Wade is about natural winemaking, wines that express Helderberg in all its guises, something he says he’s still discovering every day. As such Wade is a member of the Old Vine Project and a staunch supporter of finding and cultivating old vines. Which as defined by the Old Vine Project are vines over 35 years of age with an astonishing number of these still being cultivated in the Helderberg area. (You will note Wade’s wines wearing Old Vine seals with the planting date indicated as a stamp of authenticity.) One of Wade’s oldest vineyards is the Montane block situated on Klein Helderberg Farm, planted in 1964 and run by a Rupert McNaught Davis. Davis tells of Willem Adriaan van der Stel having been chased up a tree by a Rhinoceros for two days on that very piece of land – immediately making me imagine the densely populated area as it is now in stark contrast to the wilderness it must have been for a Rhinoceros to keep you in a tree for two days. It is growers such as these who are under economic threat of having to pull up their vines, but then as Rosa Kruger notes in her introduction to the Old Vine Project: “Old vines often reflect the lives and the culture of the people – the fishermen on the coast, the sheep farmers inland, the wheat farmers of the Swartland and the fruit farmers of Piekenierskloof – and are often preserved by sentiment rather than budgets.” It is this sentiment that has proven good.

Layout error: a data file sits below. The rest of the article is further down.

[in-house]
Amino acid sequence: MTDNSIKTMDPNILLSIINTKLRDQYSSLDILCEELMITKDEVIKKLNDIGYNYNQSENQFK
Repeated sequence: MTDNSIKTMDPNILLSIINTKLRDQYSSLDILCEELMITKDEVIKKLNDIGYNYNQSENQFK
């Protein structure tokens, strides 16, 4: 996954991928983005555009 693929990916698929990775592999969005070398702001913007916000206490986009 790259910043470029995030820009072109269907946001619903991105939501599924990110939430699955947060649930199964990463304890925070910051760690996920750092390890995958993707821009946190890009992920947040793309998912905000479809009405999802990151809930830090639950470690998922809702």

Wade is a man after authenticity. In his vines. In his chosen varietals. And in his winemaking techniques. He names famous music producer Rick Rubin as his inspiration, known for his ‘stripped-down’ sound, eliminating production elements like string sections, backup vocals etc. in an effort to focus on the artist’s (in his case people like AC/DC, Adele, the Red Hot Chilli Peppers, Metallica, basically anyone who was ever any good) vocals. Honest. With this in mind Metzer aims to work with uniquely South African varietals as he sees it, this area being particularly well-suited to Chenin Blanc, Shiraz and Cinsault – each of which he has made beautifully. Some of the Firgrove vineyards are planted only 4km from the ocean, thereby imbuing the wine with the sweet salinity and elegance of the sea. While with the Cinsault he insists on working with only 20 year old vines AT LEAST, and has had the pleasure of working with a 28 year old block that Tim Atkin deems: “Peppery, sappy aromas from 30% whole bunches lead you into a juicy, succulent palate that’s got more tannin than you think.”

More recently Metzer’s delved into what on its surface might seem like a hipster’s foray, but on closer inspection has been revealed to be one of the oldest winemaking techniques there are. Pétillant Naturel, Pét-Nat for short, or Méthode Ancestrale – a precursor to Méthode Champenoise. A Pét-Nat is one of the oldest, simplest ways of making sparkling wine, basically involving the bottling of half fermented wine and letting it complete its fermentation in the bottle, producing carbon dioxide which is then later absorbed into the wine as tiny (or sometimes large) bubbles. Production can be extremely variable and is mostly dependent on the winemaker’s level of skill. In the end however a Pét-Nat is billed as a raw, rustic, and lively wine which is an extreme reflection of its terroir and therefore perhaps one of the most authentic expressions of wine {though I do not wish to be drawn into debate on this point.}  What I CAN tell you, is that Wade shared an unlabelled bottle of his 100% Chenin from 38 year old vines, situated just 4 km from the shores of False Bay, first-ever, Pét-Nat with me and knowing the shores of that Bay as I do, I KNEW it to be true. 

Who would have thought that this first generation, half Swiss, winemaker from Benoni could so fully BECOME the Helderberg.

Published On: 06/05/2019

Daléne Fourie

Twitter @DaleneFourie